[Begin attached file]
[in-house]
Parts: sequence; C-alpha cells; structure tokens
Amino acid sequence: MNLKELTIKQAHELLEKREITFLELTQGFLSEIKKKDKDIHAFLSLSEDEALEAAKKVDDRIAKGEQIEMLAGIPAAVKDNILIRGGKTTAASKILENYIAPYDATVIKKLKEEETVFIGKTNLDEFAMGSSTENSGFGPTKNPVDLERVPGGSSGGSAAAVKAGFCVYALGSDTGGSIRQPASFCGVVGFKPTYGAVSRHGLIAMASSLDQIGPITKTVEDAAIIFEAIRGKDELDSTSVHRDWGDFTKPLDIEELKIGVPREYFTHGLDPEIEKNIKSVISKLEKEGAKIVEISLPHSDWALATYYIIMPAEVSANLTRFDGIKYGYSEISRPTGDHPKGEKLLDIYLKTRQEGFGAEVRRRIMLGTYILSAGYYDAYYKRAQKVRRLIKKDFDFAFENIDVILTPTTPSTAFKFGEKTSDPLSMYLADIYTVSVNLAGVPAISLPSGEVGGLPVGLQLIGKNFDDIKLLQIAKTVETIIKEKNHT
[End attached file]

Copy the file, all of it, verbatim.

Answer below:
[in-house]
Parts: sequence; C-alpha cells; structure tokens
Amino acid sequence: MNLKELTIKQAHELLEKREITFLELTQGFLSEIKKKDKDIHAFLSLSEDEALEAAKKVDDRIAKGEQIEMLAGIPAAVKDNILIRGGKTTAASKILENYIAPYDATVIKKLKEEETVFIGKTNLDEFAMGSSTENSGFGPTKNPVDLERVPGGSSGGSAAAVKAGFCVYALGSDTGGSIRQPASFCGVVGFKPTYGAVSRHGLIAMASSLDQIGPITKTVEDAAIIFEAIRGKDELDSTSVHRDWGDFTKPLDIEELKIGVPREYFTHGLDPEIEKNIKSVISKLEKEGAKIVEISLPHSDWALATYYIIMPAEVSANLTRFDGIKYGYSEISRPTGDHPKGEKLLDIYLKTRQEGFGAEVRRRIMLGTYILSAGYYDAYYKRAQKVRRLIKKDFDFAFENIDVILTPTTPSTAFKFGEKTSDPLSMYLADIYTVSVNLAGVPAISLPSGEVGGLPVGLQLIGKNFDDIKLLQIAKTVETIIKEKNHT